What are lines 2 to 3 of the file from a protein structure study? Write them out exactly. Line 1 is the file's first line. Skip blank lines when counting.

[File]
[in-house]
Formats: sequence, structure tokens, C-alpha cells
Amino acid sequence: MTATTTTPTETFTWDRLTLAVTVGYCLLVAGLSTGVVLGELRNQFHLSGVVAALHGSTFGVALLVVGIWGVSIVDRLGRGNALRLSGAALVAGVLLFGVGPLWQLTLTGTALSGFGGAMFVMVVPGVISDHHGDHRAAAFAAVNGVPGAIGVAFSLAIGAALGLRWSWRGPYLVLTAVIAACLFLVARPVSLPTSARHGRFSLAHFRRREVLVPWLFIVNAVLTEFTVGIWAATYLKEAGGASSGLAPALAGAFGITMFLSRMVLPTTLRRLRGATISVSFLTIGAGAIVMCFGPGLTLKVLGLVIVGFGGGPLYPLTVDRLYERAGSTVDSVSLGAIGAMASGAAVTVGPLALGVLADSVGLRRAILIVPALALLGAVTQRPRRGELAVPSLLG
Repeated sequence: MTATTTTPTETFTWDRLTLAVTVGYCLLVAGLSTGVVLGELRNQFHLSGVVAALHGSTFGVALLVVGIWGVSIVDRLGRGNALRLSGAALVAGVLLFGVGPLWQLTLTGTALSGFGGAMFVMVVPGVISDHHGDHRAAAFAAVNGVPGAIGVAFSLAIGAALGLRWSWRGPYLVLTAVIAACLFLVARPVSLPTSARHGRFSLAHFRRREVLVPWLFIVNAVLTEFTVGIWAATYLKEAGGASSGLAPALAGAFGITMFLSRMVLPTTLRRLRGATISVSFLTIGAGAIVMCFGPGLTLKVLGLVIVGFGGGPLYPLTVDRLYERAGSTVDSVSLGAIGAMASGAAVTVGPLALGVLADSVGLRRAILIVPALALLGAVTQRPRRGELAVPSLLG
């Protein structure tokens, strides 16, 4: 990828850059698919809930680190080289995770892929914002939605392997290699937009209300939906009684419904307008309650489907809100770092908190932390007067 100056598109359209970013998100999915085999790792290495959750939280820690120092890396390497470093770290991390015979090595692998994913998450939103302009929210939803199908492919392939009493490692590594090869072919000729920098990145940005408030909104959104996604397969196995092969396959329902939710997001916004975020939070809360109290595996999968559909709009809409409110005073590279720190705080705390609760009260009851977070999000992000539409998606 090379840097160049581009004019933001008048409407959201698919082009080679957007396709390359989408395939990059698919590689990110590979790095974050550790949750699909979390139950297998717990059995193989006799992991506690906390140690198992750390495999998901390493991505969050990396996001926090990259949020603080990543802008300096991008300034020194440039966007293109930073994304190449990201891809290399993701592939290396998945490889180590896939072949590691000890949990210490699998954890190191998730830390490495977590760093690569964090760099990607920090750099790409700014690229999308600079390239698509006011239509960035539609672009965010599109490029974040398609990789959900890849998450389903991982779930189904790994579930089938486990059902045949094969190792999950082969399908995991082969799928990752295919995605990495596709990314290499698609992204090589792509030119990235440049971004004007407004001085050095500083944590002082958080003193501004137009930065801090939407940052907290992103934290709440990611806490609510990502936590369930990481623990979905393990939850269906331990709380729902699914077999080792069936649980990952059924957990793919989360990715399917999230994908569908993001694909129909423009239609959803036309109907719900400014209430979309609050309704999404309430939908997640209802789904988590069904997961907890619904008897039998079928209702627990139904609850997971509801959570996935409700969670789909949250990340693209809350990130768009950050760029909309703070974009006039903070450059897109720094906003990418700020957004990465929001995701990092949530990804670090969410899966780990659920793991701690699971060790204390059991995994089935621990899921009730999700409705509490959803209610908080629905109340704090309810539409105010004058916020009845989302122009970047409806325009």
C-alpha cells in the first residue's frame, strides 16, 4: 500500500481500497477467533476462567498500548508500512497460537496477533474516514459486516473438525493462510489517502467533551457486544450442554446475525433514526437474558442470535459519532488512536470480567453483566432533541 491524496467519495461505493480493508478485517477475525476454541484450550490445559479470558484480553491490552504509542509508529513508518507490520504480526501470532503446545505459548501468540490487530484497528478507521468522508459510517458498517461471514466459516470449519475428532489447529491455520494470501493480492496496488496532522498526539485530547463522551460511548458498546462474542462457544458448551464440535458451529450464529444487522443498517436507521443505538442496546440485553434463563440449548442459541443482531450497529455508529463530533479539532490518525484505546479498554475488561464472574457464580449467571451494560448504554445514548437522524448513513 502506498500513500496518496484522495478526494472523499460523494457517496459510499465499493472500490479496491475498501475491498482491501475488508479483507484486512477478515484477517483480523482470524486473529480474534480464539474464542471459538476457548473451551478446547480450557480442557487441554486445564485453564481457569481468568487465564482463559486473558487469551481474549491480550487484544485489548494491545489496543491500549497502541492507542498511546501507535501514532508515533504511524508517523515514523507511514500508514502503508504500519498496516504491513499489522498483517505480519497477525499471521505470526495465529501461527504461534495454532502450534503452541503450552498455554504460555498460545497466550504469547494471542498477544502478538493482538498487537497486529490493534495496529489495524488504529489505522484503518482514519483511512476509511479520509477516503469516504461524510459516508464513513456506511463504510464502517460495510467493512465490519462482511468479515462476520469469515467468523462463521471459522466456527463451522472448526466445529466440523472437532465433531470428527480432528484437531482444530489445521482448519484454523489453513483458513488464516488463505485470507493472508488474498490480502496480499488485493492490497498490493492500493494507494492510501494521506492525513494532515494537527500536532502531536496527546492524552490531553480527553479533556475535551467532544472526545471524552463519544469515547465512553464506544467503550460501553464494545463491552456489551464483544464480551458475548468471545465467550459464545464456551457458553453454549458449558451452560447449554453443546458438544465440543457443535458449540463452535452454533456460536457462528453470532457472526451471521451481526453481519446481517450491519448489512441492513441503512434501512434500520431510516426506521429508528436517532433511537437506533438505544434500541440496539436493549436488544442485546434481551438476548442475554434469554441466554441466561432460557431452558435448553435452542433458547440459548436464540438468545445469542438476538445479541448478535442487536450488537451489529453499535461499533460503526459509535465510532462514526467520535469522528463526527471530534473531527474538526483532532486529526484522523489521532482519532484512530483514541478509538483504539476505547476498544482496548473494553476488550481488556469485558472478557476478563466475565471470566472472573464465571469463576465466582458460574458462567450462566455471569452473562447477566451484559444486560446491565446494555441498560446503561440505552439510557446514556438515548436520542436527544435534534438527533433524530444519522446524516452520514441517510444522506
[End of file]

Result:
Formats: sequence, structure tokens, C-alpha cells
Amino acid sequence: MTATTTTPTETFTWDRLTLAVTVGYCLLVAGLSTGVVLGELRNQFHLSGVVAALHGSTFGVALLVVGIWGVSIVDRLGRGNALRLSGAALVAGVLLFGVGPLWQLTLTGTALSGFGGAMFVMVVPGVISDHHGDHRAAAFAAVNGVPGAIGVAFSLAIGAALGLRWSWRGPYLVLTAVIAACLFLVARPVSLPTSARHGRFSLAHFRRREVLVPWLFIVNAVLTEFTVGIWAATYLKEAGGASSGLAPALAGAFGITMFLSRMVLPTTLRRLRGATISVSFLTIGAGAIVMCFGPGLTLKVLGLVIVGFGGGPLYPLTVDRLYERAGSTVDSVSLGAIGAMASGAAVTVGPLALGVLADSVGLRRAILIVPALALLGAVTQRPRRGELAVPSLLG